3. Bit lack of criticism or sane approach on some third party sites/reviews when it comes to ChromeOS based products and features ;)
    4. Poor reception/popularity on country markets that don't use them at mass in schools.
  • That they run Chrome "OS."
  • Which function of an operating system do you think Chrome does not provide or fails to provide?
  • The micro-SD card sticking out on the Asus Flip 434 is the single worst thing about it. As the article states, it's a recipe for disaster.
  • Totally agree! I had the Asus Flip C434 and I can't tell you the number of times the sd card became dislodged inadvertently. When I broke my C434 and had to replace it, I went with the C302 with 8gb ram and 64gb storage AND a Flush sd card slot. Why Asus decided to change the slot so that the card protrudes I will Never Understand! I've had my C302 since February and not once has the sd card slot been ejected unless I wanted to eject it. I don't miss the C434 Flip at all.
  • I have an original Pixelbook...just press Alt+Search for caps lock, then shift to deactivate it. I'm really surprised you didn't find that shortcut in your research!
  • I'm more than happy with my first Chromebook. But as much as I love having 2-3 desks up and running, they are far from perfect at the moment. It's mostly Chrome that supports it, which is fine, but they aren't really living in separate spaces. An accidental alt+TAB could switch to a window on a separate desk and woosh - you have been moved. Apps like the file explorer doesn't support more then 1 active instance, so if you happened to leave it open on desk 3; woosh - a click will move to there in an instant.
  • The author asked for annoyances, so that is what I will address.. But just for the record, I love my chromebook. It is my daily driver and it is a joy to use Chrome OS, especially compared to WIndows. However, here's one of my pet peeves regarding my chromebook that I've never seen addressed - the failure of Google to timely update the Android operating system interface for Android apps. The underlying Android OS has been Android Pie (9) for Years, while Pixel and Samsung phones are in the process of going to Android 11. This has become even more annoying because of the way Zoom and Android interact (or don't interact). The Zoom interface on Android has been hobbled since inception. Recently, however, Zoom announced an upgrade so that virtual backgrounds could FInally be used with Android - but it only applies to systems that have been upgraded to Android 11. I would much rather use my chromebook for Zoom meetings. But I really want to use virtual backgrounds with Zoom, too. First world issue, I know, but Google used to say that chromebooks would enjoy Android OS updates consistently, since they would come directly from Google. That was true for awhile, but now, not only have there not been any updates, Google has gone radio silent about what their intentions are regarding Android OS updates for chromebooks.. Bottom line - in addition to stingy ram memory and internal storage, a main annoyance with me regarding my chromebook is Google's infuriating inability to communicate clearly about what its intentions are regarding Chrome OS and chromebooks. It always seems to be a roller coaster - and not in a good way.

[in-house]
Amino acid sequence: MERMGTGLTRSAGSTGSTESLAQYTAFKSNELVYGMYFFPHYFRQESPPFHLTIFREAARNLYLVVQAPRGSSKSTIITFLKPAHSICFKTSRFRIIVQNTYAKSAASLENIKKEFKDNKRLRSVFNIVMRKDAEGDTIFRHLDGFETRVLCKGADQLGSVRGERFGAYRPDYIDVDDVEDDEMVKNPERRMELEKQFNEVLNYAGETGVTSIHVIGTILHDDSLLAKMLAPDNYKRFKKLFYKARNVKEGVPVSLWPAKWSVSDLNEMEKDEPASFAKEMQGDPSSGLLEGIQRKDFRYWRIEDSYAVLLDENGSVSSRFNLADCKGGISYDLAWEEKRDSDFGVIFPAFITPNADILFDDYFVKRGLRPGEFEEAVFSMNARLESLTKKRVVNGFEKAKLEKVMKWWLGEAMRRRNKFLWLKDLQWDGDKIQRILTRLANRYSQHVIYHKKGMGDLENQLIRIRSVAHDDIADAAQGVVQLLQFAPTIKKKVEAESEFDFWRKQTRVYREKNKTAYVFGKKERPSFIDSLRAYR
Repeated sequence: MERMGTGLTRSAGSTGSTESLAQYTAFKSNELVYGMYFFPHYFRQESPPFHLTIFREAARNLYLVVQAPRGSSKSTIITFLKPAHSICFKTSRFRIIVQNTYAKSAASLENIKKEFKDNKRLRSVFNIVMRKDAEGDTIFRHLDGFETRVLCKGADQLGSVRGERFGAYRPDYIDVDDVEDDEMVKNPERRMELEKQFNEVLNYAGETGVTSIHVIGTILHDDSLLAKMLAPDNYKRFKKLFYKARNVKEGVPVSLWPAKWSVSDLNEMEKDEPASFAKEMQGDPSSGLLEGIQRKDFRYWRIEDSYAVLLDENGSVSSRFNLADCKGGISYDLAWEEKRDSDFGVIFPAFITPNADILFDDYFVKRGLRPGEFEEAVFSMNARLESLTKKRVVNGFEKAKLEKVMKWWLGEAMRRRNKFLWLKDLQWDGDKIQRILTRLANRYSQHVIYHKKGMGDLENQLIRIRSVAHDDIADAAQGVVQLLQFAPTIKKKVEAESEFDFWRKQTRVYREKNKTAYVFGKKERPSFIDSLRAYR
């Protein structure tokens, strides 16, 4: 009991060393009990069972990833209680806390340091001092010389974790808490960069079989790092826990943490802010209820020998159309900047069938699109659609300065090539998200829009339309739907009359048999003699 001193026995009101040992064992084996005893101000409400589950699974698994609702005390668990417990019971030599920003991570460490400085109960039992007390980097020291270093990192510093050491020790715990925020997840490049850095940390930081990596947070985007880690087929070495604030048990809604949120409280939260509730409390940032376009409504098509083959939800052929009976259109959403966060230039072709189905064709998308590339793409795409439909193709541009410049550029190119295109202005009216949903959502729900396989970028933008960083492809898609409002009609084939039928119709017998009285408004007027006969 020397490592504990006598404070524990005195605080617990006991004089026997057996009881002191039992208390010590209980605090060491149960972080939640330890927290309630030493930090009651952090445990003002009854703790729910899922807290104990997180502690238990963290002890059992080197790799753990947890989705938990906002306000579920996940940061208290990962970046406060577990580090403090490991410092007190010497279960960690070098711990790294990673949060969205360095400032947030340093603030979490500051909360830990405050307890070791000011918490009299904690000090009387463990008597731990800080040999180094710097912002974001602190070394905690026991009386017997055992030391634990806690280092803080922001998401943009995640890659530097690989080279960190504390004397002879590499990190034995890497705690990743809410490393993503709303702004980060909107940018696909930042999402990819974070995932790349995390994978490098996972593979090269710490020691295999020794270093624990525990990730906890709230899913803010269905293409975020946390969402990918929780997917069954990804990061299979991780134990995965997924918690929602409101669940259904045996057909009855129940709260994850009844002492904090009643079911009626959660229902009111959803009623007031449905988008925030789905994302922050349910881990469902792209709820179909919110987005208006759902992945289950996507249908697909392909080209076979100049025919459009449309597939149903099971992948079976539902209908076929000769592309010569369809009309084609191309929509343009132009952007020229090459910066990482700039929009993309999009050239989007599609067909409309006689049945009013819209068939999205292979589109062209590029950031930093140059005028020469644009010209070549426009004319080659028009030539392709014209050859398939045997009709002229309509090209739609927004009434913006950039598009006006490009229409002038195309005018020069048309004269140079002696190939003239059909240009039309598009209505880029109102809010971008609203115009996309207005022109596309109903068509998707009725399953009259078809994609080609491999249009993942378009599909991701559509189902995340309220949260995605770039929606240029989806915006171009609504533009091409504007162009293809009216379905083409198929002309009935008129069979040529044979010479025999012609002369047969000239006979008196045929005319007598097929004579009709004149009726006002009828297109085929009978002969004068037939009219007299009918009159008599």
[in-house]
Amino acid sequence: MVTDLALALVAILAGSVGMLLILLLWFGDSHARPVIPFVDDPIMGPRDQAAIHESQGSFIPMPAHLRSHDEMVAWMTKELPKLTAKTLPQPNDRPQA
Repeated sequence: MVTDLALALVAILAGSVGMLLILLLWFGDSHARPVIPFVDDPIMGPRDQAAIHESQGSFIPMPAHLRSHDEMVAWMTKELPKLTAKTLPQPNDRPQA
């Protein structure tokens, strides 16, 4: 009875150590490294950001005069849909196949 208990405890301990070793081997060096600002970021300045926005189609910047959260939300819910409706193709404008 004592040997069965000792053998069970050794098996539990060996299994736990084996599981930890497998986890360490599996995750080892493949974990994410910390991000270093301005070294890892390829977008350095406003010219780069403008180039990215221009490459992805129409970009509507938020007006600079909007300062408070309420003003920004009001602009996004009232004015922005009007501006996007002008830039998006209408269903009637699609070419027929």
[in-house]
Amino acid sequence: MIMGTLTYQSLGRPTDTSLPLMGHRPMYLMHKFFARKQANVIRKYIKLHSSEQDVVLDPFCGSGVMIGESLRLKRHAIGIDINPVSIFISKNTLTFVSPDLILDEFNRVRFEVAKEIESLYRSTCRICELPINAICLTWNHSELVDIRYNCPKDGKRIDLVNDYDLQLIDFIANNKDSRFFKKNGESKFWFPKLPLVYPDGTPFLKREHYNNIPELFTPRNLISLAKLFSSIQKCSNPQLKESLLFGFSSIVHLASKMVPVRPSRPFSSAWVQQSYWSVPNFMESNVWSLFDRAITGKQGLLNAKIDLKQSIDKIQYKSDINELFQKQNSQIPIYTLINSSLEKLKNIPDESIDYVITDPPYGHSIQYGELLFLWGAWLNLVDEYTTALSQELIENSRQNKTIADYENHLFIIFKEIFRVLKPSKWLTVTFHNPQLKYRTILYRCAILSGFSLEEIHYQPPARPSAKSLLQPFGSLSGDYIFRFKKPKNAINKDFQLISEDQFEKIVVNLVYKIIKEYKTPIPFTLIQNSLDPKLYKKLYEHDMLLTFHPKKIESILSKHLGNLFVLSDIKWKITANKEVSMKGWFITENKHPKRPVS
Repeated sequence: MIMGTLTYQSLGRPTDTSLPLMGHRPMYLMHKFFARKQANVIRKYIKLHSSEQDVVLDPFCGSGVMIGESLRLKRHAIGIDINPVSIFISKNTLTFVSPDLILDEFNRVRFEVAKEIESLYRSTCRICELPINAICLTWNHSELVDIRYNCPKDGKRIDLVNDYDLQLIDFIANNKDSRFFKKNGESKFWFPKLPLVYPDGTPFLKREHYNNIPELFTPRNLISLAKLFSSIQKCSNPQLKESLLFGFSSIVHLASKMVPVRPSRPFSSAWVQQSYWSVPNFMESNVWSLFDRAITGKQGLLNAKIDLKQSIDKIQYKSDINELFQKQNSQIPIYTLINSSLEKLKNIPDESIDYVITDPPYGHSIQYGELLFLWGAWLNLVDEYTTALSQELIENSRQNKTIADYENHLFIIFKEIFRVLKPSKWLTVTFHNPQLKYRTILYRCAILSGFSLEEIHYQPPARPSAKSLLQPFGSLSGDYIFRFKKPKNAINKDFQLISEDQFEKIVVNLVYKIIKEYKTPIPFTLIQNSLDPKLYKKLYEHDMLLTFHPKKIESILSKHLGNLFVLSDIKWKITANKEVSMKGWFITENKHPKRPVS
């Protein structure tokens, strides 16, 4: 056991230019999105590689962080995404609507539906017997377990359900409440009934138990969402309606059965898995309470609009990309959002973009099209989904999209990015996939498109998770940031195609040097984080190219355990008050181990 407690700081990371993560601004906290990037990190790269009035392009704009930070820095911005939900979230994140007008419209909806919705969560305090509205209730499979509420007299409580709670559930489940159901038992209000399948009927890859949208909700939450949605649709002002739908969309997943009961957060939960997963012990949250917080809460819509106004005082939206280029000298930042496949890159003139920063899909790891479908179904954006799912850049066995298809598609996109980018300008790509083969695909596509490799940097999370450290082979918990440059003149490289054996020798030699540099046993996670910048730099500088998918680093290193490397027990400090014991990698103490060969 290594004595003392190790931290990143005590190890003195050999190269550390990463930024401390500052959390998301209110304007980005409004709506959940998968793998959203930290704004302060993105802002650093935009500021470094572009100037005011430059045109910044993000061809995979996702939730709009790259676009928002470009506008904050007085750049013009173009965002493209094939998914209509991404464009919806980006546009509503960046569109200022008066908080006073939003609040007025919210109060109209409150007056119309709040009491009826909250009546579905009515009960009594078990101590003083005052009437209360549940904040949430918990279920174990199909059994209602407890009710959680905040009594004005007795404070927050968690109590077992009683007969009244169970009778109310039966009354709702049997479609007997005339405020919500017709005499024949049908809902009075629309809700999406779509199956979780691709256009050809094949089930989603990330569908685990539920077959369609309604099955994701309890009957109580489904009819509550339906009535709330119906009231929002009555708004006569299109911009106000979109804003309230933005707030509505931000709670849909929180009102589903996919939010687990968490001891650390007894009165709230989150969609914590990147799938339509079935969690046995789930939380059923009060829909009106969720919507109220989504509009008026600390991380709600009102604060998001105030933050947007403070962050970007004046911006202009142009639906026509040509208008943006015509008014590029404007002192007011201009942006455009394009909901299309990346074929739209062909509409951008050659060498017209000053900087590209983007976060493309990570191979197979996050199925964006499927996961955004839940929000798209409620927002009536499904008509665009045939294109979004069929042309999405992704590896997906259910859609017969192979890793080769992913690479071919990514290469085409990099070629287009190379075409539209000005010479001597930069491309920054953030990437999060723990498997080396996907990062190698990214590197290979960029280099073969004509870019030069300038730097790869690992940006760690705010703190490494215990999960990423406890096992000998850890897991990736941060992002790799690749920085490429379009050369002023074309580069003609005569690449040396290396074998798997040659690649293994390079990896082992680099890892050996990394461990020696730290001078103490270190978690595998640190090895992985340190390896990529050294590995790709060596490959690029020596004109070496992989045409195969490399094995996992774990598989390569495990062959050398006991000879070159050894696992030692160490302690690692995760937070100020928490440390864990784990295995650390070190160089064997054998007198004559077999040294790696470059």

• 'The letter keys on a Chromebook are also lowercase, to make them easier for young children to recognize' Kids learn upper case letters first, and find them easier to identify for a looong time...
  • You know what annoys me most about my Chromebook? When stupid articles like this fill up my screen. Look at the headings for #1 and #5, and try to tell me that the writer is sober.
  • Two of these I disagree with. First, in 2020 there is no place for a Capslock key. The only people who write in ALL CAPS shouldn't be allowed to use computers anyway. The lack of a capslock also prevents all those calls to IT by idiot users who can't log in because caps lock is on when they are typing their password. Yes it happens. Often.
    Second, lower case is correct for keys because that is the default. Nothing to do with children. Early Greek and Roman writing was capitals because they are easier to write on stone or wax tablets, but when pen and ink was invented, lower case was introduced, which is much easier to write with a pen. We do not really need upper case at all.
  • A quick clarification for you. Not that this applies to chromebooks because if someone is using Autocad, they aren't using a Chromebook. But I digress, engineering plans are required to have all writing in all caps for archival reasons. There are some industries that still require all caps. It's not just for angry people on social media.
  • My biggest issue is media streaming services that can't play HD video even if you have a screen that can